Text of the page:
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Escape of a vector matter–wave soliton from

a parabolic trap

Yuliy V Bludov

1,2

and Monica A García-Ñustes

3

1

Department of Physics and Center of Physics, University of Minho, PT-4710-057, Braga, Portugal

2

QuantaLab, University of Minho, PT-4710-057, Braga, Portugal

3

Instituto de Física, Pontiﬁcia Universidad Católica de Valparaíso, Avenida Brasil, Valparaíso, Casilla

2950, Chile

E-mail: bludov@ﬁsica.uminho.pt

Received 30 December 2016, revised 14 April 2017

Accepted for publication 19 May 2017

Published 12 June 2017

Abstract

We show that a vector matter–wave soliton in a Bose–Einstein condensate (BEC)loaded into an

optical lattice can escape from a trap formed by a parabolic potential, resembling a Hawking

emission. The particle–antiparticle pair is emulated by a low-amplitude bright–bright soliton in a

two-component BEC with effective masses of opposite signs. It is shown that the parabolic

potential leads to a spatial separation of BEC components. One component with chemical

potential in a semi-inﬁnite gap exerts periodical oscillations, while the other BEC component,

with negative effective mass, escapes from the trap. The mechanism of atom transfer from one

BEC component to another by spatially periodic linear coupling term is also discussed.

Supplementary material for this article is available online

Keywords: Bose–Einstein condensate, soliton, optical lattice

(Some ﬁgures may appear in colour only in the online journal)

1. Introduction

One of the most prominent features of a Bose–Einstein con-

densate (BEC)subjected to external potential is the possibility

for it to be used as almost a perfect test-bench for reproducing a

lot of phenomena from other areas of physics (for review see,

e.g. [1]). Particular attention has been paid to the phenomena

from condensed matter and cosmology. For instance, the

advantage of investigating solid-state phenomena such as Bloch

oscillations [2,3],Landau–Zener tunneling [4]and Josephson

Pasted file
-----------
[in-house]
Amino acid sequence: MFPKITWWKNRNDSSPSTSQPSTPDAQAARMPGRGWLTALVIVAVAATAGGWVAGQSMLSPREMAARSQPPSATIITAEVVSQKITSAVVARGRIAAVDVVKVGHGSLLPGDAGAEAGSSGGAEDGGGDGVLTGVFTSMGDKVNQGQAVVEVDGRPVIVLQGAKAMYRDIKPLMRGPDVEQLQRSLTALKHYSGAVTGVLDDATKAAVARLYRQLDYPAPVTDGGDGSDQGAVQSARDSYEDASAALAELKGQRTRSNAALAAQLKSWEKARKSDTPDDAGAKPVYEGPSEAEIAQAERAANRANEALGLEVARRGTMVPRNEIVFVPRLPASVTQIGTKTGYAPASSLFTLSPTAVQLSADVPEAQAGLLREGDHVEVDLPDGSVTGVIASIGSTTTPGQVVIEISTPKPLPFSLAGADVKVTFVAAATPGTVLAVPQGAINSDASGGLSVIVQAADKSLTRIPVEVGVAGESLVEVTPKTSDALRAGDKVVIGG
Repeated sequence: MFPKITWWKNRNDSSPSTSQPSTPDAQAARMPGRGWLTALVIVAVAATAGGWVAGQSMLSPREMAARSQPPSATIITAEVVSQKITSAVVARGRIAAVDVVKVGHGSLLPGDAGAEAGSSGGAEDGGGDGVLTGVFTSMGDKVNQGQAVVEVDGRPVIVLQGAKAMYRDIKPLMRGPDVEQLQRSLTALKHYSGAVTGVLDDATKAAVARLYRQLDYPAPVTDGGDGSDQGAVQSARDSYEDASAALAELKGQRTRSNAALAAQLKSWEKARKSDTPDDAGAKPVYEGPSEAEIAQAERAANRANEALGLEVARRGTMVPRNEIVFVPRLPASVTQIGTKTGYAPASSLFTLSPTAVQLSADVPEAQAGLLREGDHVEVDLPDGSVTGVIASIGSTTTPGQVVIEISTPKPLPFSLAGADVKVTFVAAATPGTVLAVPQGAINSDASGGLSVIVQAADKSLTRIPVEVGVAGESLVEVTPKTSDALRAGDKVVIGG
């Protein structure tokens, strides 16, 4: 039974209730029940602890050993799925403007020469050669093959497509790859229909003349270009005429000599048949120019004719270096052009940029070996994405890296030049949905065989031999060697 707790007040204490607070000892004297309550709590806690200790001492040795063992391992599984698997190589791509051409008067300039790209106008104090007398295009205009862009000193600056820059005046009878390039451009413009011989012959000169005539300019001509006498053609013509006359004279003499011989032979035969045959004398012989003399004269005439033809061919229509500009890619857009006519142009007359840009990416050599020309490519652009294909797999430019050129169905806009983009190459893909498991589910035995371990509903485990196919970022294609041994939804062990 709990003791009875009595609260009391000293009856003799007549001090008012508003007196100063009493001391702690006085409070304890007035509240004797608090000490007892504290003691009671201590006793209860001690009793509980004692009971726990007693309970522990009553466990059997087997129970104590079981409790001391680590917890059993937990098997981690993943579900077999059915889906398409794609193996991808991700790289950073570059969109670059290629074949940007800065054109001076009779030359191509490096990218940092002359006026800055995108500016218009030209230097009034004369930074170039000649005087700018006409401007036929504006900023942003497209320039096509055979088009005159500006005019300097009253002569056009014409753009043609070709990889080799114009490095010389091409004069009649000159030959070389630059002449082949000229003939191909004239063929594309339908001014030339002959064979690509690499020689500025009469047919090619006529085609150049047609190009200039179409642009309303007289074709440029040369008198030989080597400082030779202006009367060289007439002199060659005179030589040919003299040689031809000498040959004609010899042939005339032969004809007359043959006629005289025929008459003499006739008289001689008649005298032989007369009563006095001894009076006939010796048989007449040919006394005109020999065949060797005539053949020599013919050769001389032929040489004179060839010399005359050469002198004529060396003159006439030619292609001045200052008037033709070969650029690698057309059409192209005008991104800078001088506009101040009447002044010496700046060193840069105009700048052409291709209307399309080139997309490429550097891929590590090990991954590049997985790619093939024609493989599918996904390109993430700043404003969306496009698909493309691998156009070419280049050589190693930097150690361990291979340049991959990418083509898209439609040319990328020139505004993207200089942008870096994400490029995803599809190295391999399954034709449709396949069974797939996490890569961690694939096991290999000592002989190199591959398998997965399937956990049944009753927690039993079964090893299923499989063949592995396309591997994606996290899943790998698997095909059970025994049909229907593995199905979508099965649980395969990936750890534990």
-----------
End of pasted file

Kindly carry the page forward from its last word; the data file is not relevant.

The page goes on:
junction [5,6]in a BEC (instead of proper solid-state structures)

lies in the fact that the periodic external potential provides an

analogue of a perfect crystalline lattice without defects. In the

area of cosmology, an interest in both atomic [7–13]and

polaritonic [14–16]BECs comes from the possibility to use it as

an experimentally attainable system of ‘analogue gravity’[17]—

a laboratory model for curved-space quantum theory, e.g., black

holes and, in particular, Hawking radiation.

Hawking radiation represents an additional emission

mechanism of particles from a potential well along with

classical escaping by external perturbations [18–20]and

quantum tunnelling [20,21].Inasimpliﬁed view of this

process, quantum ﬂuctuations create a particle–antiparticle

pair near to the black hole edge [22,23]. If one of the pair

constituents crosses the event horizon, it never returns, thus

giving rise to the emission from the black hole, which in turn

leads to decreasing of black hole energy and mass (for

review see, e.g., [24]).However,Hawkingemissionfrom

nowadays known astronomic black holes is hard to explore

because of its weak predicted intensity. Charged black hole

ampliﬁcation of Hawking radiation can take place due to the

resonance in the cavity formed by inner and outer horizons

with subsequent black hole lasing [25,26]. To realize this

idea in a BEC, a variety of different conﬁgurations have

been proposed [27–31], and later an experimental realization

of lasing from a BEC was reported [32]. It is worth noting

Journal of Physics B: Atomic, Molecular and Optical Physics

J. Phys. B: At. Mol. Opt. Phys. 50 (2017)135004 (9pp)https://doi.org/10.1088/1361-6455/aa7432

0953-4075/17/135004+09$33.00 © 2017 IOP Publishing Ltd Printed in the UK1